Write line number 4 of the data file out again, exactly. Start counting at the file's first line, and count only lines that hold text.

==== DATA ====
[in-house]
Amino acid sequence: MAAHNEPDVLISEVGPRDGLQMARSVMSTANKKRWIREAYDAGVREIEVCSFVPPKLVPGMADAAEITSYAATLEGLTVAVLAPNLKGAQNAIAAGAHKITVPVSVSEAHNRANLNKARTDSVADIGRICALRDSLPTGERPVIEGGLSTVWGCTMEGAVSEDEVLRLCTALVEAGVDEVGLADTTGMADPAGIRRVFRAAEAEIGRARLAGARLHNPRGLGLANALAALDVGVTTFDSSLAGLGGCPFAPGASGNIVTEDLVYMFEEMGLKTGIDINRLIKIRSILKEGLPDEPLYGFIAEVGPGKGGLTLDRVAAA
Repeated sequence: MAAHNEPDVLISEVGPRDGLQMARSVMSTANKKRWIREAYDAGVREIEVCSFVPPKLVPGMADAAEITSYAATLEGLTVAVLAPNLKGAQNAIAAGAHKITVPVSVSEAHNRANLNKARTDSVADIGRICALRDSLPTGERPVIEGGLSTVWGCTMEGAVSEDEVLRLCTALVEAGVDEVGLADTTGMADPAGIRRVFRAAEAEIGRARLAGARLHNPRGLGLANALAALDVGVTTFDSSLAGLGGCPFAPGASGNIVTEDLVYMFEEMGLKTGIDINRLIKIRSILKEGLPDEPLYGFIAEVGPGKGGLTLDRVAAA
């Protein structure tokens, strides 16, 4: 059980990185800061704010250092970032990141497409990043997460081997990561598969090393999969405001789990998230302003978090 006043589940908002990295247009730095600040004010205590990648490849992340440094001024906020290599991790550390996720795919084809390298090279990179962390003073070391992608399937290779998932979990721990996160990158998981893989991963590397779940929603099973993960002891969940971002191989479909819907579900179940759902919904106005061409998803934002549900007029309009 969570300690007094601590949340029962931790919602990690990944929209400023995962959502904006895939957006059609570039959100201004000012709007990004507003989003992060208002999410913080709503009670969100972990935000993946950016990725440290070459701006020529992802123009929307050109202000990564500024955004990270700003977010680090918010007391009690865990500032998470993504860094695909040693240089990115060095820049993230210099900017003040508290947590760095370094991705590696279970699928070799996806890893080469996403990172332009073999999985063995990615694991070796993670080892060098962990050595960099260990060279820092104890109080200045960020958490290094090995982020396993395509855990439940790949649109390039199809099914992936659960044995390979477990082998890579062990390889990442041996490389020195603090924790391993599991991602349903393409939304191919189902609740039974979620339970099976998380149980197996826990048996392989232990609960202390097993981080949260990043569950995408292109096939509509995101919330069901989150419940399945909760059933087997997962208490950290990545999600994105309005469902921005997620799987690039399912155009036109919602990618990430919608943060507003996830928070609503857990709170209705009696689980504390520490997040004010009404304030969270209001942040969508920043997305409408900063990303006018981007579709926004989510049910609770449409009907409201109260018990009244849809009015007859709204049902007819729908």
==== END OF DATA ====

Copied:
């Protein structure tokens, strides 16, 4: 059980990185800061704010250092970032990141497409990043997460081997990561598969090393999969405001789990998230302003978090 006043589940908002990295247009730095600040004010205590990648490849992340440094001024906020290599991790550390996720795919084809390298090279990179962390003073070391992608399937290779998932979990721990996160990158998981893989991963590397779940929603099973993960002891969940971002191989479909819907579900179940759902919904106005061409998803934002549900007029309009 969570300690007094601590949340029962931790919602990690990944929209400023995962959502904006895939957006059609570039959100201004000012709007990004507003989003992060208002999410913080709503009670969100972990935000993946950016990725440290070459701006020529992802123009929307050109202000990564500024955004990270700003977010680090918010007391009690865990500032998470993504860094695909040693240089990115060095820049993230210099900017003040508290947590760095370094991705590696279970699928070799996806890893080469996403990172332009073999999985063995990615694991070796993670080892060098962990050595960099260990060279820092104890109080200045960020958490290094090995982020396993395509855990439940790949649109390039199809099914992936659960044995390979477990082998890579062990390889990442041996490389020195603090924790391993599991991602349903393409939304191919189902609740039974979620339970099976998380149980197996826990048996392989232990609960202390097993981080949260990043569950995408292109096939509509995101919330069901989150419940399945909760059933087997997962208490950290990545999600994105309005469902921005997620799987690039399912155009036109919602990618990430919608943060507003996830928070609503857990709170209705009696689980504390520490997040004010009404304030969270209001942040969508920043997305409408900063990303006018981007579709926004989510049910609770449409009907409201109260018990009244849809009015007859709204049902007819729908």